Maritime Art

The Goulden Leeuw Engaging the Royal Prince at the Battle of the Texel, 11 August 1673

By Abraham Storck (1644-1708)

This image shows an important moment in the Battle of the Texel, fought on 11 August 1673 between the Dutch on one side and the English and French as allies on the other. The Allies sought to lure the Dutch away from their coast, defeat them and subsequently launch an invasion.

As was usual in this period the battle did not evolve as intended, and there was notable disunity among the allied fleet; perhaps the result of confused signalling and language barriers; perhaps through cold calculation and deliberate obfuscation by the French. The battle was a tactical draw, but on balance a strategic success for the Dutch who ultimately kept their coast secure form allied invasion.

The scene shows the one area of the battle where the fighting was notably hot as Sir Edward Spragge, the Admiral of the allied rear squadron, engaged the commander of the Dutch rear squadron, Lieutenant-Admiral Cornelis Tromp. Tromp and Spragge were old rivals, having fought each other at the battles of Lowestoft (1665), Solebay (1672) and Schooneveld (1673). Spragge’s obsession with duelling Tromp and Tromp’s skill in isolating Spragge are also important reasons for failed allied unity.

The image was painted by Abraham Storck, a Dutch artist who was born and worked in Amsterdam. His father was a painter and so too both of his brothers. Storck became notable influenced by the work of two other famous Dutch maritime artists of the time, the father and son both named Willem Van der Velde. Interestingly, this specific event at the battle of the Texel was also painted by the younger Van der Velde, another image that the Society for Nautical Research helped to purchase, allowing us to compare the styles and techniques of both Storck and one of his major influences.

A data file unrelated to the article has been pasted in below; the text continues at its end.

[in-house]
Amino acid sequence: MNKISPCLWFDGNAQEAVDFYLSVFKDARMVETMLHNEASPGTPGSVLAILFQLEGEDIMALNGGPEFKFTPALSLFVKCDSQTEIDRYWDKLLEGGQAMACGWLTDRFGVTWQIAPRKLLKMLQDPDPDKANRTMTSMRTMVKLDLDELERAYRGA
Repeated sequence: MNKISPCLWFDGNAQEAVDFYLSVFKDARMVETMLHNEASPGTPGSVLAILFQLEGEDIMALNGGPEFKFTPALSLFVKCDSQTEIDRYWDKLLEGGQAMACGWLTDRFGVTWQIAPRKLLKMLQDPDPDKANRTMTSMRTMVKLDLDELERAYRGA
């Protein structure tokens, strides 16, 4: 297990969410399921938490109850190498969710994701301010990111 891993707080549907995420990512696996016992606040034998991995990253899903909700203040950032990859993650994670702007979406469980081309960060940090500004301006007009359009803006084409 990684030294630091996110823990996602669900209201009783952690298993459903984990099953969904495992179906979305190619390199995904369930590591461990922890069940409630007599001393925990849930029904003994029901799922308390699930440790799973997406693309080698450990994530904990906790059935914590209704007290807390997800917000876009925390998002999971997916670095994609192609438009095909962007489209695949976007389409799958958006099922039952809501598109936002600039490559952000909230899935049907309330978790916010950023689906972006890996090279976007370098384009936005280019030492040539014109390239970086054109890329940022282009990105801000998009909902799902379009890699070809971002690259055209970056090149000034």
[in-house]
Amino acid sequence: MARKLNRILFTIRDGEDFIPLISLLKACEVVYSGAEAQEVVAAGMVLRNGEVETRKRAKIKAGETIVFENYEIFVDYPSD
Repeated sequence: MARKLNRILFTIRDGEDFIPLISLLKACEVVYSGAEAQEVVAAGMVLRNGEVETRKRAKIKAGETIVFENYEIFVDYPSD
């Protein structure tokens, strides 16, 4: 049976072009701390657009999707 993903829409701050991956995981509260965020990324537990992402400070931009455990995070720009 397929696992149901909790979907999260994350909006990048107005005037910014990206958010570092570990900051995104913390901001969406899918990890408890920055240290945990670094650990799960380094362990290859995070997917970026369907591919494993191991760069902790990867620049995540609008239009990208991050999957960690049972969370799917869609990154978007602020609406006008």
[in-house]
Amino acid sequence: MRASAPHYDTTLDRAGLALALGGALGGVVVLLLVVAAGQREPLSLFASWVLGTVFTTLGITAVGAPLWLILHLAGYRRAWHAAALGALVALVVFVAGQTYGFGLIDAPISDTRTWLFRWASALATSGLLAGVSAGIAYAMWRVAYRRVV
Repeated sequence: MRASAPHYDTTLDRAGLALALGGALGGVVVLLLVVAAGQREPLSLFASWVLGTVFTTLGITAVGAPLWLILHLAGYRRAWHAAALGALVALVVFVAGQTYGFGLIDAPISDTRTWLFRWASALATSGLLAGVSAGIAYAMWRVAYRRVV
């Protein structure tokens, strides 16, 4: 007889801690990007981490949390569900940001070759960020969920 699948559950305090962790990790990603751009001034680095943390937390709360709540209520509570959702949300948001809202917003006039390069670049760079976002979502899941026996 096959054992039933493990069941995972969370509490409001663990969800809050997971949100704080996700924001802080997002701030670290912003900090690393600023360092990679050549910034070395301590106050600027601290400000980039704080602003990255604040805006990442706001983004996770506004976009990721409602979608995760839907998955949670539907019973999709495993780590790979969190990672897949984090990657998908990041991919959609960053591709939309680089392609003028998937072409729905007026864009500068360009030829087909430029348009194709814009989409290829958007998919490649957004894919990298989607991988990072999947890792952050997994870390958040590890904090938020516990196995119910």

Storck is renowned for depicting ships rigging with great accuracy. Here he shows the lavishly decorated stern of Tromp’s Golden Leeuw’s in immense detail as well as the foredeck of Spragge’s Royal Prince. Note also the carved elephant depicted on the stern on the Dutch Oliphant to the left, his depiction another interesting parallel with an image of the Oliphant created by one of the the Van der Veldes, this time the Elder.

Storck was also renowned for depicting with great skill and attention to detail bystanders, passengers and other witnesses in his paintings – something he has clearly spent time on here with an array of human figures in the foreground struggling and gesturing in the sea. Small boats attempt to rescue those that are swimming; one figure sits on the topmast of a ship that has already sunk. To the right of the paining a similar scene is shown unfolding, as an English ship sinks by the bow.

The Society for Nautical Research has published a number of articles on this period in the Mariner’s Mirror including a biography of Tromp from 1954 which concentrates on personal details, starting with his apprenticeship at sea under his father, which ended when English pirates killed his father. It examines his early both merchant and naval service, his time as a Barbary slave before examining his time with the Dutch Navy ashore and at sea with his victories against the Spanish at the Downs and the Dunkirkers, before his death at the battle of the Texel, shortly after the fight depicted here.

This article from 1959 offers a detailed survey of the naval battles of the Third Dutch War (1672-1674) and paints a picture of large Anglo-French and Dutch fleets dancing a pavane. The Battle of Sole Bay, Schoonveldt and Texel were inconclusive.  De Ruyter, acknowledged grand-master, was as ill-served by his officers as was Prince Rupert who successfully took a fleet of fifty sail out of the Thames, against enemy, and wind; and a fleet of a hundred sail within the Dutch sands. And yet, the experience gained produced changes in tactics, in signalling and in the size of ships-of-the-line which lasted until Trafalgar.




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